Live & Local: Tangible Green at Jack’s Bar 

click to enlarge Tangible Green’s Josh Huval frightening the crowd at Jack’s Bar. - STEVEN GILMORE
  • Steven Gilmore
  • Tangible Green’s Josh Huval frightening the crowd at Jack’s Bar.

Tangible Green, a folk-noise trio comprised of two brothers from Louisiana and one trip-hop-inspired drummer from Uvalde, take the stage at Jack’s Bar with the intention to, according to bassist Dan Huval, “make music that doesn’t suck.” Within the parameters of a strip mall rock den, what they do instead is seduce and sting with impunity. On stage they express a deep, yet obviously still developing, respect for traditional improvisational gestures that inform their recent EP Breathe Heavy, produced by Gordon Raphael (the Strokes, Regina Spektor, and fellow San Antonians Education). Laying out their sonic enterprise with comely structures that lean over a definite metal-jazz edge, these boys come off like some sincere version of the Red Hot Chili Peppers by way of Robert Fripp.

As Tangible Green try out new material, they link their older, nearly 10-minute long drone score (“Naked With a Demon”) with what seems to be very minimal and effective bumper music that recalls that quick and stark Bauhaus number “St. Vitus Dance” as well as the erotic sway of that Siouxsie side project the Creatures.

Tangible Green exudes a new sound that feels familiar, tribal, like some pulse of ancient accretion warbling out of the fissures of Deadhead aesthetics. Early on in their 45-minute set lead guitarist/chief lyricist Josh Huval introduces a new song inspired by the passing of his grandfather and a mad feeling of homesickness that he and his bandmates have recently come to know. As much as I’d like to hold onto some solemnity for the grave subject matter, once these guys start to grind out this ethereal arrangement I just feel lucky to be in the smoky crowd, privy to an as-of-yet unrecorded bit of spunky psychedelia held in check by the haunted thud-thumps of arbitrary percussion. Their unpredictably bluesy sound is, to be blunt, actually frightening. In unnerving synch with drummer Sinisa Tesic’s anarchic beats, the brothers Huval are at one with a rhythmic dissonance that employs a familiarity with free jazz and zydeco.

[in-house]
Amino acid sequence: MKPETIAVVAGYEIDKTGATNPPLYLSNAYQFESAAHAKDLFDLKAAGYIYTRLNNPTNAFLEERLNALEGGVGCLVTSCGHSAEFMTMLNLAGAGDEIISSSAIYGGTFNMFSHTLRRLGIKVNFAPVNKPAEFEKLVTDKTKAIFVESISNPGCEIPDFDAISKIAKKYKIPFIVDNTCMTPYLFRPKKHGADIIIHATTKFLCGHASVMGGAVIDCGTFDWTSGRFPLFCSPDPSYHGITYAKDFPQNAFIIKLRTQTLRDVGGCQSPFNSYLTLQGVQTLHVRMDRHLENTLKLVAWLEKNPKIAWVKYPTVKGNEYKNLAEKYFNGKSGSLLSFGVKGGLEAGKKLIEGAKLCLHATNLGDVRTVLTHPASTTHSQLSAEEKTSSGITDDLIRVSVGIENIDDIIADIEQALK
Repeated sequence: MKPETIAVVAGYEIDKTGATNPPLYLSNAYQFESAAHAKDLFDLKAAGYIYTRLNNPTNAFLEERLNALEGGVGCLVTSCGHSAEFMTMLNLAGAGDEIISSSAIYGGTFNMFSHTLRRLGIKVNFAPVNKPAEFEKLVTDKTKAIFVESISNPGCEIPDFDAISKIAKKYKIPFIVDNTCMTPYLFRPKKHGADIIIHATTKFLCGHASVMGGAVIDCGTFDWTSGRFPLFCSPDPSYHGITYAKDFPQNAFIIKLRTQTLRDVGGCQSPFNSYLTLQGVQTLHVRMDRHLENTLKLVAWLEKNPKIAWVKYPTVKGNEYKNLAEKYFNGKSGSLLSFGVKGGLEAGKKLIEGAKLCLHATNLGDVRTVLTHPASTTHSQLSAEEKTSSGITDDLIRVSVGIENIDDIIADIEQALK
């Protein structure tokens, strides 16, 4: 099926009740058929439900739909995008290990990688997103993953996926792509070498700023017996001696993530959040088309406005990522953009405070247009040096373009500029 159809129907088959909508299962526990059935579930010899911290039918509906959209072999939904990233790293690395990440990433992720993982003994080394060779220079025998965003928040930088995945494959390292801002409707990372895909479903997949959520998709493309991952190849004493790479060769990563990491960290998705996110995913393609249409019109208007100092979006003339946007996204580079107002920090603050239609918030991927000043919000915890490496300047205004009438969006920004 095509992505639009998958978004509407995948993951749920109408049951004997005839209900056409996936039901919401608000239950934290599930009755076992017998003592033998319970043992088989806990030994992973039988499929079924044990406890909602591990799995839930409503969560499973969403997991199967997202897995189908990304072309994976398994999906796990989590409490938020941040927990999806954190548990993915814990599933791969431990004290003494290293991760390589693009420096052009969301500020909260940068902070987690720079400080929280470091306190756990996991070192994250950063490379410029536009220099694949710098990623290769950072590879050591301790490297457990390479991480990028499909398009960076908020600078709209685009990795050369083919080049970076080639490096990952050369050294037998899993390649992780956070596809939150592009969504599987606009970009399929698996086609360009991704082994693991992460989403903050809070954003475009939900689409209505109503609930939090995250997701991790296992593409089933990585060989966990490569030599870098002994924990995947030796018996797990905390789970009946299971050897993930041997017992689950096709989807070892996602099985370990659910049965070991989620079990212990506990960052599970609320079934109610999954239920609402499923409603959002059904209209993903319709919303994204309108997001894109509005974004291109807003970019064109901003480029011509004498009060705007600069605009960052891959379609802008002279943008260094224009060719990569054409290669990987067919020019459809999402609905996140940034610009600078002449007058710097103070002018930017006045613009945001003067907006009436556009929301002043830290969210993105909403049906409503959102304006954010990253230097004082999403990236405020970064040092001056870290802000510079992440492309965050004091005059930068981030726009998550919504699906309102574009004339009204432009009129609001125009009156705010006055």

Pushed in the right direction, this band could go the way of early Swans cluster-funk or simply be the next Simple Minds.




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